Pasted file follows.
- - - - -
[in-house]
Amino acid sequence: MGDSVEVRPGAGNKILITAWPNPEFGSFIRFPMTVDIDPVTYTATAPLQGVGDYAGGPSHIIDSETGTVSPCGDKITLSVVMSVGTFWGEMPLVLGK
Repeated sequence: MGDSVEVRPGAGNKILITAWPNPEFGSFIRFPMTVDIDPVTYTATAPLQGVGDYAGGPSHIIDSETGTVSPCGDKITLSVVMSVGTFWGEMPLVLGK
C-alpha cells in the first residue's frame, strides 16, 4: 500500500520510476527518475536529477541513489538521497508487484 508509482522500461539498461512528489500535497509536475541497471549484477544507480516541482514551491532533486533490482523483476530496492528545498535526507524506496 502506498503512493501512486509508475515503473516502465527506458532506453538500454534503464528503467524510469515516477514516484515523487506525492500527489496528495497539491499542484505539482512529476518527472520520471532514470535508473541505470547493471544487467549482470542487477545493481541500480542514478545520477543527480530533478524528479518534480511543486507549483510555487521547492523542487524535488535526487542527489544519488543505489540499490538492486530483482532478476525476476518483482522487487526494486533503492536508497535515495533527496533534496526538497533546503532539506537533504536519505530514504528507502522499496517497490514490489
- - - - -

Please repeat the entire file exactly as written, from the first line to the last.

[in-house]
Amino acid sequence: MGDSVEVRPGAGNKILITAWPNPEFGSFIRFPMTVDIDPVTYTATAPLQGVGDYAGGPSHIIDSETGTVSPCGDKITLSVVMSVGTFWGEMPLVLGK
Repeated sequence: MGDSVEVRPGAGNKILITAWPNPEFGSFIRFPMTVDIDPVTYTATAPLQGVGDYAGGPSHIIDSETGTVSPCGDKITLSVVMSVGTFWGEMPLVLGK
C-alpha cells in the first residue's frame, strides 16, 4: 500500500520510476527518475536529477541513489538521497508487484 508509482522500461539498461512528489500535497509536475541497471549484477544507480516541482514551491532533486533490482523483476530496492528545498535526507524506496 502506498503512493501512486509508475515503473516502465527506458532506453538500454534503464528503467524510469515516477514516484515523487506525492500527489496528495497539491499542484505539482512529476518527472520520471532514470535508473541505470547493471544487467549482470542487477545493481541500480542514478545520477543527480530533478524528479518534480511543486507549483510555487521547492523542487524535488535526487542527489544519488543505489540499490538492486530483482532478476525476476518483482522487487526494486533503492536508497535515495533527496533534496526538497533546503532539506537533504536519505530514504528507502522499496517497490514490489